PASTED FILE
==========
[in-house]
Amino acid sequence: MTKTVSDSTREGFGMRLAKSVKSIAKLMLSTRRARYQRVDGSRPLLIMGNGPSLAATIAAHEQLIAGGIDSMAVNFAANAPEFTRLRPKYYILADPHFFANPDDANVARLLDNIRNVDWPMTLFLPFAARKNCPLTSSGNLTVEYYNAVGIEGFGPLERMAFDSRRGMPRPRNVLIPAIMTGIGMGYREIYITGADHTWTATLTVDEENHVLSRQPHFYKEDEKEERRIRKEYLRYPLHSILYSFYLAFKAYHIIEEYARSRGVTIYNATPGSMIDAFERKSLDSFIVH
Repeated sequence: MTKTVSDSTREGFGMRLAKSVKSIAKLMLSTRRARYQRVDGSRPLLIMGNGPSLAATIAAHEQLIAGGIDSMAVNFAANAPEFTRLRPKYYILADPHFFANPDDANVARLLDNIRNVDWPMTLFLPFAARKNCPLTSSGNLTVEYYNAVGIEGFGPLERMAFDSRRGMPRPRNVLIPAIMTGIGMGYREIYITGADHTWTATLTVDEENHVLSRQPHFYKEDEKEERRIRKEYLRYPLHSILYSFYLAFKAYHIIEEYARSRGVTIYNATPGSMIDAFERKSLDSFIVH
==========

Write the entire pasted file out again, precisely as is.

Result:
[in-house]
Amino acid sequence: MTKTVSDSTREGFGMRLAKSVKSIAKLMLSTRRARYQRVDGSRPLLIMGNGPSLAATIAAHEQLIAGGIDSMAVNFAANAPEFTRLRPKYYILADPHFFANPDDANVARLLDNIRNVDWPMTLFLPFAARKNCPLTSSGNLTVEYYNAVGIEGFGPLERMAFDSRRGMPRPRNVLIPAIMTGIGMGYREIYITGADHTWTATLTVDEENHVLSRQPHFYKEDEKEERRIRKEYLRYPLHSILYSFYLAFKAYHIIEEYARSRGVTIYNATPGSMIDAFERKSLDSFIVH
Repeated sequence: MTKTVSDSTREGFGMRLAKSVKSIAKLMLSTRRARYQRVDGSRPLLIMGNGPSLAATIAAHEQLIAGGIDSMAVNFAANAPEFTRLRPKYYILADPHFFANPDDANVARLLDNIRNVDWPMTLFLPFAARKNCPLTSSGNLTVEYYNAVGIEGFGPLERMAFDSRRGMPRPRNVLIPAIMTGIGMGYREIYITGADHTWTATLTVDEENHVLSRQPHFYKEDEKEERRIRKEYLRYPLHSILYSFYLAFKAYHIIEEYARSRGVTIYNATPGSMIDAFERKSLDSFIVH